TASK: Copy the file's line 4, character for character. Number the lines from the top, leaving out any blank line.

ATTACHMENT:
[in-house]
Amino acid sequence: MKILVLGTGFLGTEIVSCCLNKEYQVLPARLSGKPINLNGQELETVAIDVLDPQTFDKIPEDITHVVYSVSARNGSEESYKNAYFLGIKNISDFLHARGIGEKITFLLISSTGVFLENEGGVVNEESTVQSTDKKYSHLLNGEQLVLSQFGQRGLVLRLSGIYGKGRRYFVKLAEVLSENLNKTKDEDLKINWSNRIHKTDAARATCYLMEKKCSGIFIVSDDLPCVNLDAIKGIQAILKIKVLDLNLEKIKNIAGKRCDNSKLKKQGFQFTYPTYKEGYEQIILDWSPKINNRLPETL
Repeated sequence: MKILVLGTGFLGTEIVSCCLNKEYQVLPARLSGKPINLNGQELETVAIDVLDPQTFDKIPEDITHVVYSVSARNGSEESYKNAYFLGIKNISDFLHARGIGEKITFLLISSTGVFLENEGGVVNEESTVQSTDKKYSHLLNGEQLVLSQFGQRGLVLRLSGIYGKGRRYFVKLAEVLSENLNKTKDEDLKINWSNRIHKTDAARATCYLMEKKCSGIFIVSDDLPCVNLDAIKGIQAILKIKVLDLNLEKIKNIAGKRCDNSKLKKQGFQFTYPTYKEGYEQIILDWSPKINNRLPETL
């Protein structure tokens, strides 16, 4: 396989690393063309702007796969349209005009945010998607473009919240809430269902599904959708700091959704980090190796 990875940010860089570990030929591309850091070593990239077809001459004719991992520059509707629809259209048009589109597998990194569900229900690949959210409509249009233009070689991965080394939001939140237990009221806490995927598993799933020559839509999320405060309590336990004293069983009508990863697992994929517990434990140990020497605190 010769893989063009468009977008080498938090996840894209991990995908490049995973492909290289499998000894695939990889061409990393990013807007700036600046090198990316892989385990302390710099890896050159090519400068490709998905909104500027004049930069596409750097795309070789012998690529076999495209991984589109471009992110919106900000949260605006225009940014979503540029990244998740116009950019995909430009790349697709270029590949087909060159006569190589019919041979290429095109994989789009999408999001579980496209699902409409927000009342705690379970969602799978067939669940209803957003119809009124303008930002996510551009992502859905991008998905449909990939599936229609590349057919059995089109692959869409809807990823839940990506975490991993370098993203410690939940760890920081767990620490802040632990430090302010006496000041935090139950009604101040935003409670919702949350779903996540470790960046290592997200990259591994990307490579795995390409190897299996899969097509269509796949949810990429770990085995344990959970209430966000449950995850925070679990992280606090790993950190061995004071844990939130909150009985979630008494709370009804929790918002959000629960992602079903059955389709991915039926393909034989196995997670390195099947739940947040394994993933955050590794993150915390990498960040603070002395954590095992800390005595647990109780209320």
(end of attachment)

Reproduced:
């Protein structure tokens, strides 16, 4: 396989690393063309702007796969349209005009945010998607473009919240809430269902599904959708700091959704980090190796 990875940010860089570990030929591309850091070593990239077809001459004719991992520059509707629809259209048009589109597998990194569900229900690949959210409509249009233009070689991965080394939001939140237990009221806490995927598993799933020559839509999320405060309590336990004293069983009508990863697992994929517990434990140990020497605190 010769893989063009468009977008080498938090996840894209991990995908490049995973492909290289499998000894695939990889061409990393990013807007700036600046090198990316892989385990302390710099890896050159090519400068490709998905909104500027004049930069596409750097795309070789012998690529076999495209991984589109471009992110919106900000949260605006225009940014979503540029990244998740116009950019995909430009790349697709270029590949087909060159006569190589019919041979290429095109994989789009999408999001579980496209699902409409927000009342705690379970969602799978067939669940209803957003119809009124303008930002996510551009992502859905991008998905449909990939599936229609590349057919059995089109692959869409809807990823839940990506975490991993370098993203410690939940760890920081767990620490802040632990430090302010006496000041935090139950009604101040935003409670919702949350779903996540470790960046290592997200990259591994990307490579795995390409190897299996899969097509269509796949949810990429770990085995344990959970209430966000449950995850925070679990992280606090790993950190061995004071844990939130909150009985979630008494709370009804929790918002959000629960992602079903059955389709991915039926393909034989196995997670390195099947739940947040394994993933955050590794993150915390990498960040603070002395954590095992800390005595647990109780209320």